Does the world need another ‘unofficial and unauthorised’ Black Sabbath biography? Almost certainly not. But at least this one offers something beyond the bog-standard.
Author Paul Elliott takes a typically meticulous approach to his subject, and there are entertaining chapters on Sabbath’s often-overlooked non-Ozzy/Dio eras. (Although the level of criticism levelled at their undervalued ‘Black Purple’ period with Ian Gillan on vocals is arguably unfair.)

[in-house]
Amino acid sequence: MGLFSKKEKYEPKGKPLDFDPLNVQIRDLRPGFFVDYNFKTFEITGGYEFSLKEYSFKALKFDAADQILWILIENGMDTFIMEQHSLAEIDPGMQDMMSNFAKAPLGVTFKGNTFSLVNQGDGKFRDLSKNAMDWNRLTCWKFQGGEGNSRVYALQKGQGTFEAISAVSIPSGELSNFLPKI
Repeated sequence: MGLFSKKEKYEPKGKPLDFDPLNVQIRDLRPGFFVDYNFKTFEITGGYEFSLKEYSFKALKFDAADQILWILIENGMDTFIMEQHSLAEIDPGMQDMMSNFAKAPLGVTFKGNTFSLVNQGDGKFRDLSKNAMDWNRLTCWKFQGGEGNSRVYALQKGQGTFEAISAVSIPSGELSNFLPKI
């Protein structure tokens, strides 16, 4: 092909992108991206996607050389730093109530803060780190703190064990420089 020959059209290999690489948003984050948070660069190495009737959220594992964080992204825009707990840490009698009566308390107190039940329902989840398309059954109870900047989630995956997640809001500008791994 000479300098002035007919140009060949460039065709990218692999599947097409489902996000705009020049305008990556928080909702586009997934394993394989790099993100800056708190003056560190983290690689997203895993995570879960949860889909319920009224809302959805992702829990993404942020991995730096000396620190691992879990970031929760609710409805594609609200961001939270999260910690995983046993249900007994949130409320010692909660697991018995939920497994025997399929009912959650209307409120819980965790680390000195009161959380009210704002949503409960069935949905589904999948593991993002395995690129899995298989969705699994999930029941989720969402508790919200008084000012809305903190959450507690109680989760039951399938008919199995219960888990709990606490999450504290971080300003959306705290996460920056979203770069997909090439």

Of chief interest is the rare memorabilia that’s tucked away in mini-envelopes: signed contracts, tickets, postcards and flyers that help give the story a three-dimensional feel. The archive bits’n’pieces also provide a poignant reminder of rock’s infant days, when you could see Sabbath supported by Yes, East Of Eden and Stray for the princely sum of 12⁄6 (just over 62p). These days that’d barely buy a donut for David Donato.